Cytotoxicity and imaging studies of β-NaGdF4:Yb3+Er3+@PEG-Mo nanorods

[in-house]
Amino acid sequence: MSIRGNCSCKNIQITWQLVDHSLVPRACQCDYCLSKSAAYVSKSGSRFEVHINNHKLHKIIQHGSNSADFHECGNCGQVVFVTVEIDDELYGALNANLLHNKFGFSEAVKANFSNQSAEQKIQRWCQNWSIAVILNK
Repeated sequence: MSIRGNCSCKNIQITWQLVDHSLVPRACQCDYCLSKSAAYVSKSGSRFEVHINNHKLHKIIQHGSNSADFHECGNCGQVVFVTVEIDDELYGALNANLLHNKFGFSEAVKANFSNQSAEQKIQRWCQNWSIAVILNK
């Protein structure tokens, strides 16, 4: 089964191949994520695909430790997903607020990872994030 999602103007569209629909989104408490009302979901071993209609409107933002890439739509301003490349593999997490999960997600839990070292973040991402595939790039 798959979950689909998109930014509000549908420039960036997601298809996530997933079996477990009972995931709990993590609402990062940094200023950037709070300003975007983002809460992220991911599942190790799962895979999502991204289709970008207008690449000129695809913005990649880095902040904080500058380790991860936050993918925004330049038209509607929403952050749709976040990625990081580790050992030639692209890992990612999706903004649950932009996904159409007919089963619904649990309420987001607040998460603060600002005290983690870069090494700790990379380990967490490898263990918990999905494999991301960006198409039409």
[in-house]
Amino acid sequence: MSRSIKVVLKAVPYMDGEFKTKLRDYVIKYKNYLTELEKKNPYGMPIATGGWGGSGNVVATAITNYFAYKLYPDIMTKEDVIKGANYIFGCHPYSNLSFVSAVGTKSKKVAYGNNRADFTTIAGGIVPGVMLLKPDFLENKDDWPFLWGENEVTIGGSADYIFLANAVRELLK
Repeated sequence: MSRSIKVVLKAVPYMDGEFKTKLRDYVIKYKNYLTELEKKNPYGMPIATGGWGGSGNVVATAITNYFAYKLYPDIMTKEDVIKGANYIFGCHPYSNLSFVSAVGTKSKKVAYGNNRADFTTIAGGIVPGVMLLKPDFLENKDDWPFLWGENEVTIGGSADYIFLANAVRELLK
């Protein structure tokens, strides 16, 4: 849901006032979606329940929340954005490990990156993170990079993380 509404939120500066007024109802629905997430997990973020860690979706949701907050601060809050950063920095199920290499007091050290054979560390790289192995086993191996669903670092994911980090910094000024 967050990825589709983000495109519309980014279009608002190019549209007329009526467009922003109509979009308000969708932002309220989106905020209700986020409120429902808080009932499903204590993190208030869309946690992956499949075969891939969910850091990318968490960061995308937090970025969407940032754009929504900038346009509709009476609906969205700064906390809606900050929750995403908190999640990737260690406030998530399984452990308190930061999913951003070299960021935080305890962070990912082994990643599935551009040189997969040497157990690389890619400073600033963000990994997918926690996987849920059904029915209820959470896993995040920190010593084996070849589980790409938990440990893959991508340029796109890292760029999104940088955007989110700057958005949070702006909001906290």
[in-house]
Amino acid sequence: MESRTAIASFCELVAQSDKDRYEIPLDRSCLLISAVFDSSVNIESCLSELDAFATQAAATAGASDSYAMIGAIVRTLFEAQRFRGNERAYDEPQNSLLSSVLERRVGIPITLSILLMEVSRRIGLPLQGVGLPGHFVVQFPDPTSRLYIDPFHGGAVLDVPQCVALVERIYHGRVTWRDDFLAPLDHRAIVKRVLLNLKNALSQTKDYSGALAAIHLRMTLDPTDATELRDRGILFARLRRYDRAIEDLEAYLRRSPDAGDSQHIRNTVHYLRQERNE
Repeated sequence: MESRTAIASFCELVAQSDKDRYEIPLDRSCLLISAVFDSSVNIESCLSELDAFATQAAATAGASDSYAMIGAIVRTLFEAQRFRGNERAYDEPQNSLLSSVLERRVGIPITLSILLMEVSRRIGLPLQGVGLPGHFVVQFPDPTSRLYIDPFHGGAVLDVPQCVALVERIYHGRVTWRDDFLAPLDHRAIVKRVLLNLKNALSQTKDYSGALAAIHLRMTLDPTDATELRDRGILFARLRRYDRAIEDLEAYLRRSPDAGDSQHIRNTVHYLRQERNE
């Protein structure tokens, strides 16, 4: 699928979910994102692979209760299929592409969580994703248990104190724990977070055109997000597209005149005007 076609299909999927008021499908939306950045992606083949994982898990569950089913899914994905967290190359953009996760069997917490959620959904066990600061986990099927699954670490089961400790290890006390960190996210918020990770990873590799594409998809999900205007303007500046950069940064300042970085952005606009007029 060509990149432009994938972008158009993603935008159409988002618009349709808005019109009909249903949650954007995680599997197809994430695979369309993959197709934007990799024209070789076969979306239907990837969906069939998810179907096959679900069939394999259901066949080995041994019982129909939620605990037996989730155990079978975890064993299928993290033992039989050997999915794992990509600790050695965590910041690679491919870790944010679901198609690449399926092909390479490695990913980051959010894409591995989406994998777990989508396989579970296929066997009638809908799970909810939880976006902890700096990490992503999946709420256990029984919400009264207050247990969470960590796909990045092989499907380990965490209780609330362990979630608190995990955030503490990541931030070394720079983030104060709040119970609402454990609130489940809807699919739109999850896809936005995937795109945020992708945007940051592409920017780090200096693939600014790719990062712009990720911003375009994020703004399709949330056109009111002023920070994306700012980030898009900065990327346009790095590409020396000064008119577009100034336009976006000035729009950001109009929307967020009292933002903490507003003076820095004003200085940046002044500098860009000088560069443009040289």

Multimodal imaging based on nanostructures has become a subject of interest for numerous biomedical laboratories. The main focus was placed on applying nanocrystals for the purpose of two types of clinical imaging (contrast and fluorescent agents) due to their excellent luminescence and/or paramagnetic properties. Such systems should also be characterized by low toxicity and high cellular uptake efficiency. Since bare rare earth fluoride nanocrystals influence the cell membrane integrity, it is expected that their coatings will improve biocompatibility profile, as well as increase hydrophilicity, dispersion and chemical stability. Hence, by synthesis of β-NaGdF4:Yb3+Er3+ nanorods (NRs) coated with noncovalently bounded polyethylene glycol monooleate (PEG-Mo), it should be possible to obtain multimodal imaging biomarkers meeting established criteria. Synthesis of β-NaGdF4:Yb3+Er3+@PEG-Mo NRs was performed by the co-precipitation method. These nanostructures were characterized in terms of their size, morphology, zeta potential, magnetic and optical properties as well as their cytotoxicity profile and cellular internalization was evaluated. It was shown that the shape and size of nanocrystals, namely 20 nm nanorods, present generally accepted parameters for biomedical purpose. Ligand attraction of PEG-Mo 860 resulted in the encapsulation of oleic acid coated NRs and formation of hydrophilic bilayer. Superparamagnetic and luminescence properties were highly efficient. Cytotoxic profiles of normal and cancer cell lines were low and determined by dose and time. Cellular uptake was confirmed by the presence of upconversion luminescence in cell interior. These findings are showing multimodal imaging properties of rod shaped β-NaGdF4:Yb3+Er3+@PEG-Mo NRs which may be useful in some biomedical applications.